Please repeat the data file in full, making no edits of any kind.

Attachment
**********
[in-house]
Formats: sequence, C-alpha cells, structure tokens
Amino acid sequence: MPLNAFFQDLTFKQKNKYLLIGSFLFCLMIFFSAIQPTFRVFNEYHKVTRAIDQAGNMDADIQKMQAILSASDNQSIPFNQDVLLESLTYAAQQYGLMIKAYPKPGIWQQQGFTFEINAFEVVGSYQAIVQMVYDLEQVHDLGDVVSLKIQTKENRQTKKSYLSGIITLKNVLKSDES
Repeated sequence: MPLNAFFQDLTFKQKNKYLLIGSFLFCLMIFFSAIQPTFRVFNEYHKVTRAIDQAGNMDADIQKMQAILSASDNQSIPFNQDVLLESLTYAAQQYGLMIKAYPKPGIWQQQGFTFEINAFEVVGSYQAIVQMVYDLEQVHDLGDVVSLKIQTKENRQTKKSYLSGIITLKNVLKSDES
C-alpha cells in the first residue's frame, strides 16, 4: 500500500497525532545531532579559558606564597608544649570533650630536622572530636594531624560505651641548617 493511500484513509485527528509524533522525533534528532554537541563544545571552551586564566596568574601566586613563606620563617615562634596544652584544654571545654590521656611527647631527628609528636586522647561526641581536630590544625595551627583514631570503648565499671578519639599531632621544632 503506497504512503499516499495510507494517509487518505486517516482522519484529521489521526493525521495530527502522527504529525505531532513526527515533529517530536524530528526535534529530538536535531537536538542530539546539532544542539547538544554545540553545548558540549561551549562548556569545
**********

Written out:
[in-house]
Formats: sequence, C-alpha cells, structure tokens
Amino acid sequence: MPLNAFFQDLTFKQKNKYLLIGSFLFCLMIFFSAIQPTFRVFNEYHKVTRAIDQAGNMDADIQKMQAILSASDNQSIPFNQDVLLESLTYAAQQYGLMIKAYPKPGIWQQQGFTFEINAFEVVGSYQAIVQMVYDLEQVHDLGDVVSLKIQTKENRQTKKSYLSGIITLKNVLKSDES
Repeated sequence: MPLNAFFQDLTFKQKNKYLLIGSFLFCLMIFFSAIQPTFRVFNEYHKVTRAIDQAGNMDADIQKMQAILSASDNQSIPFNQDVLLESLTYAAQQYGLMIKAYPKPGIWQQQGFTFEINAFEVVGSYQAIVQMVYDLEQVHDLGDVVSLKIQTKENRQTKKSYLSGIITLKNVLKSDES
C-alpha cells in the first residue's frame, strides 16, 4: 500500500497525532545531532579559558606564597608544649570533650630536622572530636594531624560505651641548617 493511500484513509485527528509524533522525533534528532554537541563544545571552551586564566596568574601566586613563606620563617615562634596544652584544654571545654590521656611527647631527628609528636586522647561526641581536630590544625595551627583514631570503648565499671578519639599531632621544632 503506497504512503499516499495510507494517509487518505486517516482522519484529521489521526493525521495530527502522527504529525505531532513526527515533529517530536524530528526535534529530538536535531537536538542530539546539532544542539547538544554545540553545548558540549561551549562548556569545